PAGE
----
The current narrative about the recall election in California goes something like this: It’s likely, but not guaranteed, that the recall of Governor Gavin Newsom will fail. Also, if it does succeed, and someone else becomes governor, whoever wins would not only be blocked by a hostile legislature, they would face re-election next year anyway, so they couldn’t do too much damage in such a short time.
Don’t buy it.
As a nonprofit, Streetsblog cannot endorse a candidate. But we can discuss what’s at stake – and there is a lot at stake. Many of the recall candidates have made inflammatory statements on a range of issues, from masks and vaccines to systemic racism, to the unhoused, the rights of trans people, CEQA, climate change, immigration, abortion, the role of law enforcement, and much more. The recall has been a platform for anyone who can afford to get on the ticket. And the candidates have been using that platform, mostly, to fan the flames of the partisan divide – at the expense of the most vulnerable Californians.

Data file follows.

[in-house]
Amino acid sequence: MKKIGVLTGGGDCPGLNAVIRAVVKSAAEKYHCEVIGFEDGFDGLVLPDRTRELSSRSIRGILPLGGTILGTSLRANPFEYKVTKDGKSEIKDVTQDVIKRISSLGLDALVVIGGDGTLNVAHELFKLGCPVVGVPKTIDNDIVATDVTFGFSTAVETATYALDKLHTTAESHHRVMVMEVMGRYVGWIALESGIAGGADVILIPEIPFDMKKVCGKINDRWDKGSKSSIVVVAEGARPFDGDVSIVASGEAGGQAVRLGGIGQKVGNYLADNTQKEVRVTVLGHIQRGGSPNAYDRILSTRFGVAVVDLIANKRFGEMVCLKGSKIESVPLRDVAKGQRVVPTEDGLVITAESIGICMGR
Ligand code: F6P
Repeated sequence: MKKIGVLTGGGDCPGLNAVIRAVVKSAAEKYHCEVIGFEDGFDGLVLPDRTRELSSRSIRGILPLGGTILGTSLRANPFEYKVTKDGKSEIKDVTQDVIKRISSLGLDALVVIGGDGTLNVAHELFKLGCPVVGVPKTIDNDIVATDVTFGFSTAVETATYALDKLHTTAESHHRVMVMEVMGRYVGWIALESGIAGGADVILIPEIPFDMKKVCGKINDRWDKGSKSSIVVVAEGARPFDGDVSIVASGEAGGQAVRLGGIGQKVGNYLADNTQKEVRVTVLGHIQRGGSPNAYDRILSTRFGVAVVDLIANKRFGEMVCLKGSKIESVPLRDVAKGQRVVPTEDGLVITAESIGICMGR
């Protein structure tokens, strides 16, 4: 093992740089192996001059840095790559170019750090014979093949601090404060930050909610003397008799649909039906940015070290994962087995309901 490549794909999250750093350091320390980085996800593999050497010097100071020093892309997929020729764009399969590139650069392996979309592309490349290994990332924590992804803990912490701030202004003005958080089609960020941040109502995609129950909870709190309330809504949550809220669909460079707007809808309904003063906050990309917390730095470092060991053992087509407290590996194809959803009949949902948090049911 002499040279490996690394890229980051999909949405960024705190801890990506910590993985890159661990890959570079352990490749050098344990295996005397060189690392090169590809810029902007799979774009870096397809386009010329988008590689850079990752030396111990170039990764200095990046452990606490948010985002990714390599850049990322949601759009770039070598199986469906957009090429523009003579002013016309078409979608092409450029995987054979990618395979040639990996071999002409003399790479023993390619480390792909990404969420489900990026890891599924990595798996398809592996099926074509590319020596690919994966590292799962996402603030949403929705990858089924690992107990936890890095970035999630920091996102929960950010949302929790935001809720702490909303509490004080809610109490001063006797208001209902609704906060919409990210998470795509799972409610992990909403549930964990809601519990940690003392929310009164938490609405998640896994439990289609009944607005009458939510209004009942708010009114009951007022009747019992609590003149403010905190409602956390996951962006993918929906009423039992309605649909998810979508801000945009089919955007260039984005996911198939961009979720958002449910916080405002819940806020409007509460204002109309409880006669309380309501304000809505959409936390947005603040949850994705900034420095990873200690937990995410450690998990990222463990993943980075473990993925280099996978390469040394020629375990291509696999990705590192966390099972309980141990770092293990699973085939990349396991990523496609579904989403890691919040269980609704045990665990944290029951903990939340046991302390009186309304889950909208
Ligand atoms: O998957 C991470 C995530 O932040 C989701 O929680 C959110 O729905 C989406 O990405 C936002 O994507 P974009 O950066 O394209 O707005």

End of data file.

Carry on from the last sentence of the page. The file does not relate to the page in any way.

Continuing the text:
All of these issues affects people’s lives and livability in California. None will be solved by this election, whichever way it goes. But, depending on the election outcome, things could get much worse.
It’s already hard enough to battle climate change, support better transportation funding policies, and make communities more walkable and bikeable with the current legislative supermajority. Executive orders Newsom has issued, for example on aligning state policies and funding with climate change efforts and imposing a timeline for ending the sale of fossil fuel vehicles in California, have faced resistance, even though they only push a bare minimum of what’s necessary.
But at least they push. Many of the alternative candidates have said they are inclined, mostly, to undo the modest current steps toward health, justice, livability, and sustainability.
At the very least, if the recall succeeds, California would lose one of its main champions for policies moving it towards a cleaner, safer, more livable place, and what slim progress California is making would be paused for at least a year and probably much longer.
Vote. Don’t wait. Do it now.
Also note that even if you vote no on the recall, you can still vote for one of the other candidates, just in case the recall succeeds. See League of Women Voters California Q+A for more information.